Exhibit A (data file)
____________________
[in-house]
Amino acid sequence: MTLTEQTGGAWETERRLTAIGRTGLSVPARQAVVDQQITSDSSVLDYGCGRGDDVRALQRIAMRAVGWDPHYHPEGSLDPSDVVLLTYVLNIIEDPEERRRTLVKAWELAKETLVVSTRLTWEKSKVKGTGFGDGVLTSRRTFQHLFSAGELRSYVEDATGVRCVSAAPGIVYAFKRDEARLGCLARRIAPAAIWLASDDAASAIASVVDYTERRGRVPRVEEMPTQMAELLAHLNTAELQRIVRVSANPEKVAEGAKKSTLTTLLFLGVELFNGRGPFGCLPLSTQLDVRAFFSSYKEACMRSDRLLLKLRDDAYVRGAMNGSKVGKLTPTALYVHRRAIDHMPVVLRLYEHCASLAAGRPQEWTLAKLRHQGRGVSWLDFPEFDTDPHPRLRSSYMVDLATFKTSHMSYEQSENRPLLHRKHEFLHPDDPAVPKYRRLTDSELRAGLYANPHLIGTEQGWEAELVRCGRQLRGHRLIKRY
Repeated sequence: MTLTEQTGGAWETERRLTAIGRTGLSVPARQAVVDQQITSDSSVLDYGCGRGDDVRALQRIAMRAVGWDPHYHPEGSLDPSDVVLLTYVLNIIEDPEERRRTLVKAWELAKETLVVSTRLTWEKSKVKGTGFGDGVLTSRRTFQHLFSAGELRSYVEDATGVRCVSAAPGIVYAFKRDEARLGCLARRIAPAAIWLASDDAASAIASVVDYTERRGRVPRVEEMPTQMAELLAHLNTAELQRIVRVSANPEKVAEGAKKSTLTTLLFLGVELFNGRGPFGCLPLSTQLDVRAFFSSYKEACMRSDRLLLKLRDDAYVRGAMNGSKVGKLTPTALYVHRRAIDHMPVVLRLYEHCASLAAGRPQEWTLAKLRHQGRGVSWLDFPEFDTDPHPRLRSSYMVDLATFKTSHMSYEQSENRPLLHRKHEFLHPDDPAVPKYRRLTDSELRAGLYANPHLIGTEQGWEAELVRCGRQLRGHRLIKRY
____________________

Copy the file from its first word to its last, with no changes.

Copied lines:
[in-house]
Amino acid sequence: MTLTEQTGGAWETERRLTAIGRTGLSVPARQAVVDQQITSDSSVLDYGCGRGDDVRALQRIAMRAVGWDPHYHPEGSLDPSDVVLLTYVLNIIEDPEERRRTLVKAWELAKETLVVSTRLTWEKSKVKGTGFGDGVLTSRRTFQHLFSAGELRSYVEDATGVRCVSAAPGIVYAFKRDEARLGCLARRIAPAAIWLASDDAASAIASVVDYTERRGRVPRVEEMPTQMAELLAHLNTAELQRIVRVSANPEKVAEGAKKSTLTTLLFLGVELFNGRGPFGCLPLSTQLDVRAFFSSYKEACMRSDRLLLKLRDDAYVRGAMNGSKVGKLTPTALYVHRRAIDHMPVVLRLYEHCASLAAGRPQEWTLAKLRHQGRGVSWLDFPEFDTDPHPRLRSSYMVDLATFKTSHMSYEQSENRPLLHRKHEFLHPDDPAVPKYRRLTDSELRAGLYANPHLIGTEQGWEAELVRCGRQLRGHRLIKRY
Repeated sequence: MTLTEQTGGAWETERRLTAIGRTGLSVPARQAVVDQQITSDSSVLDYGCGRGDDVRALQRIAMRAVGWDPHYHPEGSLDPSDVVLLTYVLNIIEDPEERRRTLVKAWELAKETLVVSTRLTWEKSKVKGTGFGDGVLTSRRTFQHLFSAGELRSYVEDATGVRCVSAAPGIVYAFKRDEARLGCLARRIAPAAIWLASDDAASAIASVVDYTERRGRVPRVEEMPTQMAELLAHLNTAELQRIVRVSANPEKVAEGAKKSTLTTLLFLGVELFNGRGPFGCLPLSTQLDVRAFFSSYKEACMRSDRLLLKLRDDAYVRGAMNGSKVGKLTPTALYVHRRAIDHMPVVLRLYEHCASLAAGRPQEWTLAKLRHQGRGVSWLDFPEFDTDPHPRLRSSYMVDLATFKTSHMSYEQSENRPLLHRKHEFLHPDDPAVPKYRRLTDSELRAGLYANPHLIGTEQGWEAELVRCGRQLRGHRLIKRY